This review was originally published on Pol Culture.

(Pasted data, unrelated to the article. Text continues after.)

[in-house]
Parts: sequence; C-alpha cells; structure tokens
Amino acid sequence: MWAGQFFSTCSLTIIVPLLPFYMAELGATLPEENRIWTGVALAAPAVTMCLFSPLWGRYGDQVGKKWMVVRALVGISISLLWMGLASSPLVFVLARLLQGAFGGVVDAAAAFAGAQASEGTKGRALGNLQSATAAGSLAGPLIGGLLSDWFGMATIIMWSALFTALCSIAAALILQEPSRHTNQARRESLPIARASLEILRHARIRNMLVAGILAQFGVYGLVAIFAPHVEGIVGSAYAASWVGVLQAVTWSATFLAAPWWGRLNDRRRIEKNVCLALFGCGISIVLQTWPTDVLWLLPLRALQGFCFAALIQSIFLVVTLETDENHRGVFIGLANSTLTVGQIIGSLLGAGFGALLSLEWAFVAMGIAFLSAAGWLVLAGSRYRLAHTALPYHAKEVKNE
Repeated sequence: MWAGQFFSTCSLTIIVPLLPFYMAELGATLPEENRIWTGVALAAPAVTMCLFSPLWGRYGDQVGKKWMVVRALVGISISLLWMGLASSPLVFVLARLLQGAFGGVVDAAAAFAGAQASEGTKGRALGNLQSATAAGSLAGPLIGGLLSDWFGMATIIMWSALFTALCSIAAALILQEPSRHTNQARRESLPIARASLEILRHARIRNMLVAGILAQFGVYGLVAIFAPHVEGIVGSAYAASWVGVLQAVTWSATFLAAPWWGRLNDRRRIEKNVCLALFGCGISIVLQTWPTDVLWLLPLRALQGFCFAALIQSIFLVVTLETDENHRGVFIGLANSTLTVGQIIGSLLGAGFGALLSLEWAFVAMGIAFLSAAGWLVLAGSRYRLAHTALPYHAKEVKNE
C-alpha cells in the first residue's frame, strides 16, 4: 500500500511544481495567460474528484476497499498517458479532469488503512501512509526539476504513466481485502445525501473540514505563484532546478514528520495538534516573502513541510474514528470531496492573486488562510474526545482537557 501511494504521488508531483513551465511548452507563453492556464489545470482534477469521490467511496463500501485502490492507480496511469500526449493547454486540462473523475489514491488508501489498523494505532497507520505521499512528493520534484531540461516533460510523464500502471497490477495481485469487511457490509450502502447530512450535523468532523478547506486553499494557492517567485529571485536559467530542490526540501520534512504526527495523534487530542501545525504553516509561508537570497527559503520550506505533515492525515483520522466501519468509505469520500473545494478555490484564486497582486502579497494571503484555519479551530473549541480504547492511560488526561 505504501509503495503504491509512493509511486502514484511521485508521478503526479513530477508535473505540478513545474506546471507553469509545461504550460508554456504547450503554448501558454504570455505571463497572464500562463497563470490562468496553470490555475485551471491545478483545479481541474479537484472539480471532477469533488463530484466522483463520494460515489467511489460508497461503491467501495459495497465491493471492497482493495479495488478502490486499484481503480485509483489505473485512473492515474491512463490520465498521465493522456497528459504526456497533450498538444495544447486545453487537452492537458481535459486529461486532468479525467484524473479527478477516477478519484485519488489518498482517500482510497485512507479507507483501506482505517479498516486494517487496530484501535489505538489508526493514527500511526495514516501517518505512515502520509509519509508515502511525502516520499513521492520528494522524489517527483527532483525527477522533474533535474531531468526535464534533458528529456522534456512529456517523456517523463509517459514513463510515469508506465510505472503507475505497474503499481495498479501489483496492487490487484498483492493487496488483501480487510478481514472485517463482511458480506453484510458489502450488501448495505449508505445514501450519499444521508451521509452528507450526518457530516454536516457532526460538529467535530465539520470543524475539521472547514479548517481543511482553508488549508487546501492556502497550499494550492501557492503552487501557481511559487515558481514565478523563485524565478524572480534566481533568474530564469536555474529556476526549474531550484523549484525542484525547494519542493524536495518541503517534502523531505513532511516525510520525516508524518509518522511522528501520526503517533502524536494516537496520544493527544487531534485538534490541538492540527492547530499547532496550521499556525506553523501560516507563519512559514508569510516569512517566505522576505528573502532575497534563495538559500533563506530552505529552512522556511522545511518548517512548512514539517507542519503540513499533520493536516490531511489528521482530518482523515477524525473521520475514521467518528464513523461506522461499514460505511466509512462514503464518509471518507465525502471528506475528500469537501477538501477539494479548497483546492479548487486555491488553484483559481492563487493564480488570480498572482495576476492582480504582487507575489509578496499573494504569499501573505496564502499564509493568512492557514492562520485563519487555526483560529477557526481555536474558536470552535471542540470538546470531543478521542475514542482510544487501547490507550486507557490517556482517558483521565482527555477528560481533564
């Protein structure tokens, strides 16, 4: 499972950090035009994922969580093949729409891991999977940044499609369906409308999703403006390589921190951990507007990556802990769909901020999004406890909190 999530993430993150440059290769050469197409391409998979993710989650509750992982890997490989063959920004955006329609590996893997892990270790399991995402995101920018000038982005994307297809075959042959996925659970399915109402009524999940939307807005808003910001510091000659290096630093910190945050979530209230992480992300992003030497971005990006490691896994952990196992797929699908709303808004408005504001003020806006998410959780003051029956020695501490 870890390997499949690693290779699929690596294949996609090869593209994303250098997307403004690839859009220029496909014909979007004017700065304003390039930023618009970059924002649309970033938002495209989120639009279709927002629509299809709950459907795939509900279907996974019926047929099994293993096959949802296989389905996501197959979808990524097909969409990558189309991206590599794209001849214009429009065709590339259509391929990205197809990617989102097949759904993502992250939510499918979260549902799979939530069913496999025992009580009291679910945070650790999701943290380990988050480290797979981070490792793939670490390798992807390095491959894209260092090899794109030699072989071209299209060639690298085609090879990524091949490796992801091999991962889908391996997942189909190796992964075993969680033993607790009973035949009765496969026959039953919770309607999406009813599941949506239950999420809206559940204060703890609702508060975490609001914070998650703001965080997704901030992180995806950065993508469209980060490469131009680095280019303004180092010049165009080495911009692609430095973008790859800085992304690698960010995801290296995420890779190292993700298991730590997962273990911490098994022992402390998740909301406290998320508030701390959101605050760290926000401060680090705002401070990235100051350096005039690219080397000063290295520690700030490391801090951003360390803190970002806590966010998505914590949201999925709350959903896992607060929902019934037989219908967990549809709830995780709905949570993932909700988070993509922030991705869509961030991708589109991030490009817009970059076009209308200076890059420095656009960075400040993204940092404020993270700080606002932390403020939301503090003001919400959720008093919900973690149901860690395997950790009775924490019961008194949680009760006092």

Japanese writer Kobo Abe’s 1962 novel The Woman in the Dunes has been compared to the work of Franz Kafka, Albert Camus, and Samuel Beckett. One can understand the analogies, but the book is essentially commuter fiction that's putting on airs. Kobo Abe uses the philosophical aspects of the earlier writers’ work to give existentialist spice to a prison-escape adventure. The protagonist is a vacationing Japanese schoolteacher who is taken captive by a poor seaside community. They confine him to a quarry where he is required to dig and gather sand for sale. His only companion is a young widow who lives in a small house in the quarry, and who also does the work he has been given. The book builds up a fair amount of drama about this educated bourgeois being brought down to the emptiness of an arduous, routinized existence. All that matters are the most basic demands of survival and instinct. But the heart of the story is still the suspense narrative built around the his efforts to escape. His inevitable sexual relationship with the woman offers grist for the intellectual mill--man’s primal nature asserts itself regardless of circumstances and whatnot--but the main purpose is to give an extra sensationalist kick to the material. Something has to keep the reader turning the pages in between the escape attempts. Middlebrows may read the book and pat themselves on the back for their sophistication, but it’s nothing more than pseudo-intellectual pulp. The English-language edition was translated by E. Dale Saunders.